I said ‘Bye’ and headed for the door trying to control myself as if I received this type of sponsorship every day. I was so excited that I could have just leaped through the glass door and kept going. I managed to restrain my energy and walk normally, still getting away as quick as I could before he changed his mind.

The Rush to December

Now that we had financial support the flurry of ordering began. I was wasting half my time on public transport between the yacht club and home which took 2 hours each way. On Mum's day off, she drove me around picking up equipment to deliver to the guys to install on the yacht. Dad was managing everyone at the boat while the electrician, shipwright, welders, mechanic and riggers asked each other to pass their tools in the cramped area. A nutritionist worked out a monthly rotating menu for me and then proceeded in helping Mum and me bulk buy the food and laboriously pack them into daily bags with help from my brother and Mum's partner Andrew. Everyone was effected by my trip and everyone helped in every aspect they could. My Mum and Dad had been separated since I was about 4 years old and it was great to see family and friends all working together to get me away on time now that the date had been set.

It wasn't always a very enjoyable time with stress running high and a total mix up of our normally ordered life. Mum would be picking things up in Bayswater and then driving 50 minutes to Sandringham late at night after work. We were all relieved when the day came for me to head off and with the small jobs left undone the last person stepped off and I was in control of this little gem and on my way to the starting line at Port Philip Heads - finally!

Thoughts from Half a World Away

It still seems pretty amazing that something which seemed so far off at one stage, is now a reality. It has been my only reality for the last 5 months. I can't think of anything else in my life which has had such an effect as this trip has and continues to do. I believe that fulfilling my dream was something I had to do. For years I had relied on it when times were hard - a lot of the time I believe it replaced an often missing father figure and made me determined to materialise this missing aspect. While others may turn to alcohol or drugs, I retreat to the recesses of my mind in order to preserve my inner being and keep the hope alive. In completing this trip I am not only breaking a record but am also drawing the curtain closed, signalling the end of an era in my life.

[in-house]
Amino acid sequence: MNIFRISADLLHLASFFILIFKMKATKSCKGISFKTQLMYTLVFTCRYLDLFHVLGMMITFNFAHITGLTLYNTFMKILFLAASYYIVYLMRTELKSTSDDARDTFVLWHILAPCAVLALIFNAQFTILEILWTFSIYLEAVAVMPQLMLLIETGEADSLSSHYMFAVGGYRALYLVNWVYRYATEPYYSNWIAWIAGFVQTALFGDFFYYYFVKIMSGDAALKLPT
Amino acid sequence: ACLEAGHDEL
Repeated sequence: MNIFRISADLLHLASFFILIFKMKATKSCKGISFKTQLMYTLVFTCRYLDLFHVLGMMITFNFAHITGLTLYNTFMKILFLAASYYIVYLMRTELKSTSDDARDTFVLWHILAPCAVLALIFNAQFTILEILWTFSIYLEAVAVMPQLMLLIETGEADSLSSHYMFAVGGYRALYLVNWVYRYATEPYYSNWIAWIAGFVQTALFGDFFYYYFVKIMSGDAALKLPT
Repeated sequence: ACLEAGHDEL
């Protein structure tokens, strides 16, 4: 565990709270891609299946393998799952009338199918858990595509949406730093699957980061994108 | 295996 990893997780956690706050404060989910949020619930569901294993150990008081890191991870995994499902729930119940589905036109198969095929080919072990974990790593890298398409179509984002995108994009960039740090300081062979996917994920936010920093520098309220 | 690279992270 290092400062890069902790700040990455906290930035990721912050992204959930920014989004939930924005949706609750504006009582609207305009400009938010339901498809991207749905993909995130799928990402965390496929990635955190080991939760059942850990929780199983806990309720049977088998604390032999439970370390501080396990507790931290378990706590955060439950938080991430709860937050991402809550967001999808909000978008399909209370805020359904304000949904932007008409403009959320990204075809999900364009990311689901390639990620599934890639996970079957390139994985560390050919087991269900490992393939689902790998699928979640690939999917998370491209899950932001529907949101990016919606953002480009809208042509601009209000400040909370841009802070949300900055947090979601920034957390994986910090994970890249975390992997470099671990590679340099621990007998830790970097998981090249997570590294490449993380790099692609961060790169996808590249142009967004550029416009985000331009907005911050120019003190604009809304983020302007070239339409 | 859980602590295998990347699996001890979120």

When I get home I will no longer be a pimple faced admirer watching the world pass by from the protection of a heated home. I will be returning a young adult who has proved to the world he is worth taken seriously and will have to fend for myself in a cut-throat society. It is this challenge awaiting me that makes me so indescribably excited about the future and the possibilities that this world has to offer and sometimes I whoop for joy.

To turn a dream into reality takes something special and something which I can't lay claim to. It is more like a gift which is handed out rather than achieved by any amount of determination. There are so many events which seem to have just worked out by themselves that no hard work can lay claim to. It takes all your effort and as Pete Goss says, every decision you make, however small it may be, has to be considered and questioned if it is helping in the overall picture. But still there are things that are out of your control. The only thing I can lay claim to is of having had faith and this alone I believe has been the driving force behind the success of getting away. Therefore I can't feel proud or take any credit but rather I am fortunate to have believed and in so doing, opened up a world of possibilities that was already there, but hidden.